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Autobiographical memory predicts cognitive but not somatic change in sleep apnea patients vulnerable for affective disorder

Journal of Affective Disorders
Publication Date
DOI: 10.1016/s0165-0327(03)00170-8
  • Autobiographical Memory
  • Sleep Apnea Syndrome
  • Prediction
  • Depression
  • Beck Depression Inventory Subscales
  • Literature
  • Medicine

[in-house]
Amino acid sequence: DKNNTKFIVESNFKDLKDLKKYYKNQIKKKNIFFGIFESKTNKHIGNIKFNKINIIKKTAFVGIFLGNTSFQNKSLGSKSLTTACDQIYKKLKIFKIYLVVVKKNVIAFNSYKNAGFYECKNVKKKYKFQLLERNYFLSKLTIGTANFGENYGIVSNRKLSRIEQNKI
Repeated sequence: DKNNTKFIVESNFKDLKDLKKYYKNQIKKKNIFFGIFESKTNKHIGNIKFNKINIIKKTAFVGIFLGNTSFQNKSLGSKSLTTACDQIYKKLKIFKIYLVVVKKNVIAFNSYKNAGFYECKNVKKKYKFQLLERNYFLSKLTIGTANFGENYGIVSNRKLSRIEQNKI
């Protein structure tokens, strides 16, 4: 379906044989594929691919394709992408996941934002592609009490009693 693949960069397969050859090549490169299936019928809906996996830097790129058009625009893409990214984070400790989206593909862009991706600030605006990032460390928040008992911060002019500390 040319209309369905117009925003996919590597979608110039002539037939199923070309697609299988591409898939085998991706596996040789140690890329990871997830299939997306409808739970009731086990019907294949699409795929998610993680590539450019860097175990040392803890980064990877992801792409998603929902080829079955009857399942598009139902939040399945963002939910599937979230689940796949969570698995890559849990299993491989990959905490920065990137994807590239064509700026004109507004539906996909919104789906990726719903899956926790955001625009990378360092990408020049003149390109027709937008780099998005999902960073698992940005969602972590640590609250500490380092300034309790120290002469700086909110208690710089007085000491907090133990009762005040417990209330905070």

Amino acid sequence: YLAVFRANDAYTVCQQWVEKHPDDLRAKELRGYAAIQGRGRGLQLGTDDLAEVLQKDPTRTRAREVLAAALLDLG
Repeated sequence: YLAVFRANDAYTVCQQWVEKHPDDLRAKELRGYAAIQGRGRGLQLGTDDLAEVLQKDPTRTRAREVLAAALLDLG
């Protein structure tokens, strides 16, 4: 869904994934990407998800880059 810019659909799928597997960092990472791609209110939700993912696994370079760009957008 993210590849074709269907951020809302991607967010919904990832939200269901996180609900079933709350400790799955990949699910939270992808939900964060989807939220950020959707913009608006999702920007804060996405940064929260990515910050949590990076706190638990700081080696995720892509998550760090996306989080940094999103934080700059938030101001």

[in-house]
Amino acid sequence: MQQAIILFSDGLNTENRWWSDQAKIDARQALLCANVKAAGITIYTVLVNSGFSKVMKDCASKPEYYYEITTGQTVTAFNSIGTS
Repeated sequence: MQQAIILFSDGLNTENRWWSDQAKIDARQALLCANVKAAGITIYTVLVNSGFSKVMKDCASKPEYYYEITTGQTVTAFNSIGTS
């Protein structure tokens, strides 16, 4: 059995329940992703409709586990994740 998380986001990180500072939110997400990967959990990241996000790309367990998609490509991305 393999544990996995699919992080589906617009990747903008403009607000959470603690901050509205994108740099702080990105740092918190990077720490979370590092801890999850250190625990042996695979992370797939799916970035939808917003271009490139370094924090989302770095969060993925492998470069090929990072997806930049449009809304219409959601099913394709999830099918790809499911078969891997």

Abstract Background: Autobiographical memory style (AM) can serve as a marker for determining susceptibility for depression. Currently and formerly depressed persons show reduced specific memory for autobiographical events. AM also has proven to be a reliable predictor for the remissive course of depression. Recently the issue arose as to whether this predictive power depends on particular dimensions of depression (cognitive, somatic). Methods: To replicate the predictability in vulnerable patients, we tested two groups of obstructive sleep apnea patients (OSAS) before and 2 months after initiation of nasal continuous positive airway pressure therapy (nCPAP). One group had a history of major depression (vulnerable persons; VUL), and the other group did not (NON-VUL). Sensitivity of AM on the dimensions of depression was assessed through two published versions of the cognitive and somatic subscales of the Beck Depression Inventory (BDI). Results: There was a significant interaction of Group by AM recall after presentation of positively valenced cues (AM pos) on the cognitive but not on the somatic dimension of the BDI. Only in the VUL did AM pos predict recovery. Limitations: Generalizability to other patient populations awaits further research. Reliability of the vulnerability assessment prior to the OSAS onset was not established. Conclusions: First, our findings further support the trait assumption of AM. Second, the AM methodology suggests sensitivity to only the cognitive dimensions of depression.

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